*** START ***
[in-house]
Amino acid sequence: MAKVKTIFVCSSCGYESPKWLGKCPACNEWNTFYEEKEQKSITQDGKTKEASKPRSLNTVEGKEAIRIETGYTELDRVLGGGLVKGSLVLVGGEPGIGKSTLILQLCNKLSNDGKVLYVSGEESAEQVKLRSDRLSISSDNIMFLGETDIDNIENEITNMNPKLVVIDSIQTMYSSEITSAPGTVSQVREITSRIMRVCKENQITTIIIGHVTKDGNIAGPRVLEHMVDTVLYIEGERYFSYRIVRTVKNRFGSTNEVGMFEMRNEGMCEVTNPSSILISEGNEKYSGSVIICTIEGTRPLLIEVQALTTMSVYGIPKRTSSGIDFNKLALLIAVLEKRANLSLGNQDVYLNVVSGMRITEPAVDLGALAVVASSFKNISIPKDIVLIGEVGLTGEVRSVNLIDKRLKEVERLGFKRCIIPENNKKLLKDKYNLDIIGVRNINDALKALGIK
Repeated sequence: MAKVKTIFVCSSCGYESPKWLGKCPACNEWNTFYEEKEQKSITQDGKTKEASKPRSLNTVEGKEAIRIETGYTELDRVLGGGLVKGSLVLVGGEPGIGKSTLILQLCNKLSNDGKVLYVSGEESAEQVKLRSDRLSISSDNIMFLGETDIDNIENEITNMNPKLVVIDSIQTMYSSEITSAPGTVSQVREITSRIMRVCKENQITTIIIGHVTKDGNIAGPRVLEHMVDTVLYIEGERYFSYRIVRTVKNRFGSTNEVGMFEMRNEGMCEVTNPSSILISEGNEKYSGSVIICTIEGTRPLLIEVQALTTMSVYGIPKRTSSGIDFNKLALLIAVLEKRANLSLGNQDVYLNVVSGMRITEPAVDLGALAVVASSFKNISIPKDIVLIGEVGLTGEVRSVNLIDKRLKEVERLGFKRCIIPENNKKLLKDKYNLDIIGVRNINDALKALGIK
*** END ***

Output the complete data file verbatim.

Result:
[in-house]
Amino acid sequence: MAKVKTIFVCSSCGYESPKWLGKCPACNEWNTFYEEKEQKSITQDGKTKEASKPRSLNTVEGKEAIRIETGYTELDRVLGGGLVKGSLVLVGGEPGIGKSTLILQLCNKLSNDGKVLYVSGEESAEQVKLRSDRLSISSDNIMFLGETDIDNIENEITNMNPKLVVIDSIQTMYSSEITSAPGTVSQVREITSRIMRVCKENQITTIIIGHVTKDGNIAGPRVLEHMVDTVLYIEGERYFSYRIVRTVKNRFGSTNEVGMFEMRNEGMCEVTNPSSILISEGNEKYSGSVIICTIEGTRPLLIEVQALTTMSVYGIPKRTSSGIDFNKLALLIAVLEKRANLSLGNQDVYLNVVSGMRITEPAVDLGALAVVASSFKNISIPKDIVLIGEVGLTGEVRSVNLIDKRLKEVERLGFKRCIIPENNKKLLKDKYNLDIIGVRNINDALKALGIK
Repeated sequence: MAKVKTIFVCSSCGYESPKWLGKCPACNEWNTFYEEKEQKSITQDGKTKEASKPRSLNTVEGKEAIRIETGYTELDRVLGGGLVKGSLVLVGGEPGIGKSTLILQLCNKLSNDGKVLYVSGEESAEQVKLRSDRLSISSDNIMFLGETDIDNIENEITNMNPKLVVIDSIQTMYSSEITSAPGTVSQVREITSRIMRVCKENQITTIIIGHVTKDGNIAGPRVLEHMVDTVLYIEGERYFSYRIVRTVKNRFGSTNEVGMFEMRNEGMCEVTNPSSILISEGNEKYSGSVIICTIEGTRPLLIEVQALTTMSVYGIPKRTSSGIDFNKLALLIAVLEKRANLSLGNQDVYLNVVSGMRITEPAVDLGALAVVASSFKNISIPKDIVLIGEVGLTGEVRSVNLIDKRLKEVERLGFKRCIIPENNKKLLKDKYNLDIIGVRNINDALKALGIK